# 230hw6 - d dx of (1 + x ) n ?) Problem 4. Note that we can...

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Math 230 E Fall 2011 Homework 6 Drew Armstrong Problem 1. Without using Fermat’s little Theorem , prove the Freshman’s Binomial Theorem : For all a,b,p Z with p prime we have ( a + b ) p a p + b p mod p. (Hint: For 1 < k < p show that p divides the numerator of ( p k ) = p ! k !( p - k )! but not the denominator; hence p divides ( p k ) .) Problem 2. Recreate Euler’s (1736) proof of Fermat’s little Theorem. That is, ﬁx a prime p Z and use induction on n to show that n p n mod p for all integers n 0. (Hint: Freshman’s Binomial Theorem.) [This is why I didn’t let you use Fermat’s little Theorem to prove the Freshman’s Binomial Theorem; because I wanted you to use the Freshman’s Binomial Theorem to prove Fermat’s little Theorem!] Problem 3. Use the binomial theorem to prove the following: (a) ( n 0 ) + ( n 1 ) + ( n 2 ) + ··· + ( n n ) = 2 n for all n 1. (b) ( n 0 ) - ( n 1 ) + ( n 2 ) - ··· + ( - 1) n ( n n ) = 0 for all n 1. (c) 0 ( n 0 ) + 1 ( n 1 ) + 2 ( n 2 ) + ··· + n ( n n ) = n 2 n - 1 for all n 1. (Hint: The proofs are one-liners. What is the derivative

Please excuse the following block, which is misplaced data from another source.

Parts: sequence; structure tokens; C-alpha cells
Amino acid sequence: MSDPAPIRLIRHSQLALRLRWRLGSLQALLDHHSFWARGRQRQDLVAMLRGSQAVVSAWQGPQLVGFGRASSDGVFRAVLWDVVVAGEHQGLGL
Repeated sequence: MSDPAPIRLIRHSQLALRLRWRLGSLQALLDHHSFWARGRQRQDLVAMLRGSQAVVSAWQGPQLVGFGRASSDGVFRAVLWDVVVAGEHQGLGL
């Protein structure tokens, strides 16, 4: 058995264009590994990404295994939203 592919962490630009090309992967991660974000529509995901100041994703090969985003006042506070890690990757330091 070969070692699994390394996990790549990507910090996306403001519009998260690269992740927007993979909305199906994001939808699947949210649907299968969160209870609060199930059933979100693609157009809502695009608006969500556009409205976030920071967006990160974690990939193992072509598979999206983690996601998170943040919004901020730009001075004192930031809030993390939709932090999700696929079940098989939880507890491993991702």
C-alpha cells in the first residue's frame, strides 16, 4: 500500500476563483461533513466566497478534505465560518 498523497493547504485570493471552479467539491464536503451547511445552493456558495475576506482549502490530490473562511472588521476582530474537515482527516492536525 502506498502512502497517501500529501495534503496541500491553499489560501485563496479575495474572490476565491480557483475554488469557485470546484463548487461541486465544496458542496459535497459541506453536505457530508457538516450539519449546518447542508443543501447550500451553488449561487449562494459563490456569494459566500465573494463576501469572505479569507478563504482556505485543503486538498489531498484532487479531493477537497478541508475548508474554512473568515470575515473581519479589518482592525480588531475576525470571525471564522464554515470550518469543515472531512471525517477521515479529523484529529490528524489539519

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Unformatted text preview: d dx of (1 + x ) n ?) Problem 4. Note that we can write ± n k ² = n ! k !( n-k )! = ( n ) k k ! , where ( n ) k := n ( n-1) ··· ( n-( k-1)). Why would we do this? Because the expression ( z ) k makes sense for any positive integer k and any complex number z ∈ C . Thus we can deﬁne ( z k ) := ( z ) k /k ! for any k ∈ N and z ∈ C . Prove that for all n,k ∈ N we have ±-n k ² = (-1) k ± n + k-1 k ² . Problem 5. Let x,z ∈ C be complex numbers with | x | < 1. Newton’s Generalized Binomial Theorem says that (1 + x ) z = 1 + ± z 1 ² x + ± z 2 ² x 2 + ± z 3 ² x 3 + ··· where the right hand side is a convergent inﬁnite series. Use this to obtain an inﬁnite series expansion of (1 + x )-2 when | x | < 1. (Hint: Apply Problem 4.)...
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## This note was uploaded on 01/08/2012 for the course MATH 461 taught by Professor Armstrong during the Fall '11 term at University of Miami.

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